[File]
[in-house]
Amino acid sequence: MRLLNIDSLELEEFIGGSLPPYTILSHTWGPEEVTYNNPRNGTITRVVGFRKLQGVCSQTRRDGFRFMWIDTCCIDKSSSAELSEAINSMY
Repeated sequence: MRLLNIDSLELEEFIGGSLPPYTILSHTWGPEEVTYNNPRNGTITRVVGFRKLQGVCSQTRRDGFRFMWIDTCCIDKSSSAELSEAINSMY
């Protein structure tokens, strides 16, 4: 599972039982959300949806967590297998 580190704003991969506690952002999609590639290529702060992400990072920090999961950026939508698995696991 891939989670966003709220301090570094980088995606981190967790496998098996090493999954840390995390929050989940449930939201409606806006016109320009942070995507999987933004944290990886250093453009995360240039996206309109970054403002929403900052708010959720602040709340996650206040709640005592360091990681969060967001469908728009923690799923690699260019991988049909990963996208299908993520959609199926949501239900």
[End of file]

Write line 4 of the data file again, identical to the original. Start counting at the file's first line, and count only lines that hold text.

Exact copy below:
């Protein structure tokens, strides 16, 4: 599972039982959300949806967590297998 580190704003991969506690952002999609590639290529702060992400990072920090999961950026939508698995696991 891939989670966003709220301090570094980088995606981190967790496998098996090493999954840390995390929050989940449930939201409606806006016109320009942070995507999987933004944290990886250093453009995360240039996206309109970054403002929403900052708010959720602040709340996650206040709640005592360091990681969060967001469908728009923690799923690699260019991988049909990963996208299908993520959609199926949501239900």